"I think it's nice that there are all different kinds of lunches and breakfasts and dinners and snacks. I think eating is nice." – Albert from Bread and Jam for Frances, by Russell C. Hoban
EDIT: The Gulab Jamun aren’t really ideal with my modifications, but they’re still tasty if you’re lacking the ingredients you need.
Chanuka (spell it however you want), like any Jewish holiday, has great traditional food to make, as well as contemporary options. I decided to have a little Chanuka party and bring the light of tasty, oily foods to the people out here.
Obviously, you won’t be able to use these recipes this year, but Chanuka foods aren’t time bound and anything fried is pretty tasty.
I made potato latkes (or potato pankakes or לביבות) and Gulab Jamun (I pronounce that “Guh-lahb Jah-muhn”).
For the latkes, I used this excellent recipe from the New York Times, followed exactly. I doubled it, used flour (not matzah meal), hand-grated the potatoes, and used a bit more onion. “Vegetable oil for frying” means a lot of oil. Make sure you have enough.
If the latkes aren’t cooking properly, make sure your oil is hot enough (without smoking).
The recipe for Gulab Jamun (An Indian dessert) is adapted The Jewish Holiay Cookbook, by Gloria Kaufer Greene. I made many, many more balls than the recipe says, but it might have been because I just added more ingredients when tweaking to get the dough right.
I used milk for water and flour for milk powder (Original recipe had 1 1/2 cups milk powder, 1/2 cup flour, 1/4-1/2 cup cold water), and I didn’t realize I had to cut the button and melted it instead. It’s possible that made with original ingredients, they might have puffed up more and turned out differently.
The recipe also calls for Cardamom, which I didn’t have, so I used Cinnamon and Cloves. Lastly, I made them 1/4 to 1/2 inches wide instead of 1/2 to 3/4 inch, which resulted in more pastry balls, but I like having more small kinds of dessert.
3 cups cold water
3 cups sugar – I used white
7-10 whole cardamom pods or 1/2 teaspoon ground cardamom – if you don’t have cardamom, use a combination of ground cinnamon and ground nutmeg and ground cloves, I used 1/4 teaspoon cinnamon and cloves each. You can also use a cinnamon stick and some whole cloves, but you should always grate nutmeg.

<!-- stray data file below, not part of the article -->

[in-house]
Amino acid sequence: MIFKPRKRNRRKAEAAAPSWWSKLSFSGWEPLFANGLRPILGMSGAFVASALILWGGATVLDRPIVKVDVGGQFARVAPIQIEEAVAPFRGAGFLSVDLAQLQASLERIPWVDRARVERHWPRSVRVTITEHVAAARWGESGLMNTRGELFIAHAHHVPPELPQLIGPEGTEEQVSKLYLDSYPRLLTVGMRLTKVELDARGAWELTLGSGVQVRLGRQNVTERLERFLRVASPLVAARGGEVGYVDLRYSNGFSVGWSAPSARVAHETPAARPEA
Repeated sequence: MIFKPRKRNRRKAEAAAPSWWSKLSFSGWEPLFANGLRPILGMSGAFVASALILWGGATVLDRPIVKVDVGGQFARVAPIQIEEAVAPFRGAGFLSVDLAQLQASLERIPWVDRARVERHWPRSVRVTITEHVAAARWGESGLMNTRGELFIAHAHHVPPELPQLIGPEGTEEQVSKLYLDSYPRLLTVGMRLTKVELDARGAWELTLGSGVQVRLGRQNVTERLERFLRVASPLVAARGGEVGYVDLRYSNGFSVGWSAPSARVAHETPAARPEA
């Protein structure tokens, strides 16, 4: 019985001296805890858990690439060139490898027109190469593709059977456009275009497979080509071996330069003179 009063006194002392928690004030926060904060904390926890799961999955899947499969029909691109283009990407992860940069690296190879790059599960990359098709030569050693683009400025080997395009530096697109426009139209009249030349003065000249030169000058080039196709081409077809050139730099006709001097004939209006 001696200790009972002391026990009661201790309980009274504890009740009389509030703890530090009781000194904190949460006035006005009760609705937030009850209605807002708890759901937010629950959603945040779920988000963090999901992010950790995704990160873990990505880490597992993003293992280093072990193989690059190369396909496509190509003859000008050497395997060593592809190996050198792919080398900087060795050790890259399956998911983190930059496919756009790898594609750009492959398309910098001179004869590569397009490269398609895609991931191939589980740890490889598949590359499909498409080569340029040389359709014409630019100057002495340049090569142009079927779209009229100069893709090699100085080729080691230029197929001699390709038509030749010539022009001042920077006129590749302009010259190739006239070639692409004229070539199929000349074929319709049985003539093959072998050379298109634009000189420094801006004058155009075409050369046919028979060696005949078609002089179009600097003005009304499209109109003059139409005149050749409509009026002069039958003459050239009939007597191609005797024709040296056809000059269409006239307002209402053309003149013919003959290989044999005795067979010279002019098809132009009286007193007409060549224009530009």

1 1/2 cup to 2 cups of all purpose white flour
1/2 teaspoon baking soda
2 tablespoons (30 g) butter or margarine – DON’T use melted butter (like I did), you’re going to cut it in
1/4 cup to 1/2 cup cold milk
A lot of vegetable oil for frying
First, prepare the syrup so it has time to cool. Put the water, sugar and cardamom (or whatever you’re using) and bring the mixture to a boil over medium-high heat, stirring only until the sugar is dissolved.
Lower the heat and simmer, uncovered and undisturbed, for 10 minutes. Turn off and remove from heat and let the syrup cool to room temperature.
Meanwhile, prepare the pastry balls. Mix together the flour and baking soda. Cut in the butter with a pastry blender or your fingertips until the mixture resembles fine meal.
Stir in just enough of the milk so that the dough is slightly tacky but comes away from the sides of the bowl. It should be easily handled without sticking to your fingers. If it becomes too wet, add a bit of extra flour. If it is too dry, add more milk. The exact amount depends on the humidity.
Form the dough into 1/2 to 3/4-inch-diameter (1 1/4 to 2 cm) balls. I made them slightly smaller and got upwards of 60, you have enough syrup for a lot of balls so don’t worry.
Put enough oil into a large saucepan or wok so that it is about 1 1/2 inches (3 3/4 cm) deep. Heat the oil until it is hot, about 350 F° (175 C°). If you don’t have a thermometer, you want the oil to be hot, but not smoking. The pastry balls should give off many little bubbles when dropped in.
Gently drop several of the balls into the oil, but do not crowd them; they will quickly puff to almost twice their original size. Fry the balls, rotating them frequently with a slotted spoon (not plastic, metal is best), for 5-7 minutes (2-5 if they’re smaller), or until they are browned. (Don’t worry if they are a little unevenly colored.)
Use a slotted spoon to remove the balls from oil and drain them briefly on paper towels (or on the rack that attaches to some woks). Immediately drop the balls into the syrup and let them soak; do not remove them.
Continue until all balls have been fried and added to the syrup. Let the balls soak in the syrup for 3 to 4 hours at room temperature; then refrigerate them in the syrup (I put them in the fridge sooner, it was late). They will further increase in size as they soak.
If using cardamom pods or other whole spices, remove before serving. To serve the gulab jamun, put a few balls in a small bowl with a little syrup. Usually served cold or at room temperature, you can also heat slightly before serving.
If storing for more than a day, transfer balls and syrup to a covered, liquid-tight container. Can be stored in fridge for up to 2 months.